Margin is the difference between what a product costs a shop to buy, and what it sells it to the customers for. In short this ‘profit margin’ is where all retailers make their money. Many factors affect what profit margin a business needs to thrive, such as the costs of running their business, staff numbers and costs, rent and rates, range and value of stock. At Better Food we rent our retail and café spaces, offer a wide range of products and have a large staff base so we have high costs that we need to ensure are recovered. Our staff are paid above National Living Wage, as well as receiving staff lunch and staff discount. We pay our suppliers within agreed terms and at fairly negotiated prices – these factors are reflected in and affect our pricing.
Fresh produce – UK
Our price of fresh produce is subject to its own set of factors, which is why we have a dedicated produce team to monitor our stock and go to great lengths to maintain competitive pricing, doing regular price checks against the major supermarkets. We’re incredibly lucky to have a close relationship with The Community Farm, who supply us with organic vegetables not only from their own fields, but from the fields of farmers across the local area. This direct link to producers allows us to maintain competitive prices on all our seasonal, local fruit and vegetables whilst paying a good price to the producer (see the worked example below). Often, where supermarkets appear cheaper on organic, local produce, this is because they have pre-packed their produce in smaller portions, meaning that the unit price appears low when compared to the per kilo price. Although we do sometimes pre-pack for convenience, by and large we prefer to sell produce loose, priced per kilo to avoid excess packaging and maintain a transparent price.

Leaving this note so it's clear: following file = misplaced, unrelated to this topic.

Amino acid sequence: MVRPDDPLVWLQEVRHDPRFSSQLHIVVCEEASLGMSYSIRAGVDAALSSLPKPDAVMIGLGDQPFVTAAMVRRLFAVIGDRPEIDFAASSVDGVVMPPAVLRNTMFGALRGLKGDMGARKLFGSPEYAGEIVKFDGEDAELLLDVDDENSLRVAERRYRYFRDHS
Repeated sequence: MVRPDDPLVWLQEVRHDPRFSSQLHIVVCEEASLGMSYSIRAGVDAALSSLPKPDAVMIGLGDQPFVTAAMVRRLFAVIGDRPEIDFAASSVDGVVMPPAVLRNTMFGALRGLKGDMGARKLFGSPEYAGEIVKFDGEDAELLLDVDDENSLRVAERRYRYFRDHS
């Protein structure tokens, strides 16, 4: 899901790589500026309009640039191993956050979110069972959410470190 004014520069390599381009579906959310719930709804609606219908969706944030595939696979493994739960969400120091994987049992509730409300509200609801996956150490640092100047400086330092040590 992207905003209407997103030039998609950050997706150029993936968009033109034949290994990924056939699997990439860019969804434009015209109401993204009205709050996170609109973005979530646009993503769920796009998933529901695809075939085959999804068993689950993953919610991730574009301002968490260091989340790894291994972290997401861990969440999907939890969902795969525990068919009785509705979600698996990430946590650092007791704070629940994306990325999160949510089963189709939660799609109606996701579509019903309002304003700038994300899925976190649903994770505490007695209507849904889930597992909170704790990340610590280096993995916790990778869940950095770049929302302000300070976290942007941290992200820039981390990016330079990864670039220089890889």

Fresh produce – imported